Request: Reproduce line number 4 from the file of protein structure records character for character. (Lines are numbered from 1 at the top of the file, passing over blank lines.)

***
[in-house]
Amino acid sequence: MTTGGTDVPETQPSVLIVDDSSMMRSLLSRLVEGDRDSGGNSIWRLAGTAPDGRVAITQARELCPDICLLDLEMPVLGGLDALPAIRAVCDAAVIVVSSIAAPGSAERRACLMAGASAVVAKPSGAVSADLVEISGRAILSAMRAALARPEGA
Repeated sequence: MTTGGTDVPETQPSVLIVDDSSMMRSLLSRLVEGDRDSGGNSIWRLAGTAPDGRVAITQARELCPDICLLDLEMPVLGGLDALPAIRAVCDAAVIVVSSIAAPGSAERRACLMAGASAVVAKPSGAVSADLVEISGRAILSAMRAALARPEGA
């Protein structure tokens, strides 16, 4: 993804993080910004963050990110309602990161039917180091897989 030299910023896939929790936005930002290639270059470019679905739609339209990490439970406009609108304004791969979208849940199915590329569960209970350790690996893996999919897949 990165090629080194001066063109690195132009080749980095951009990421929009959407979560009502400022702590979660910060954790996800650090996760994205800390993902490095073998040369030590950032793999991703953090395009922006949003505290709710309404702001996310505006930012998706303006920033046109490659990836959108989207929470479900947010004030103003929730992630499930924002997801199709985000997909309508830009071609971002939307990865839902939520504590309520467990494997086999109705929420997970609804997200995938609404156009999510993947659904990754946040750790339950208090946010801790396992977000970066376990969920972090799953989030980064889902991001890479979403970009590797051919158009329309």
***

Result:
């Protein structure tokens, strides 16, 4: 993804993080910004963050990110309602990161039917180091897989 030299910023896939929790936005930002290639270059470019679905739609339209990490439970406009609108304004791969979208849940199915590329569960209970350790690996893996999919897949 990165090629080194001066063109690195132009080749980095951009990421929009959407979560009502400022702590979660910060954790996800650090996760994205800390993902490095073998040369030590950032793999991703953090395009922006949003505290709710309404702001996310505006930012998706303006920033046109490659990836959108989207929470479900947010004030103003929730992630499930924002997801199709985000997909309508830009071609971002939307990865839902939520504590309520467990494997086999109705929420997970609804997200995938609404156009999510993947659904990754946040750790339950208090946010801790396992977000970066376990969920972090799953989030980064889902991001890479979403970009590797051919158009329309």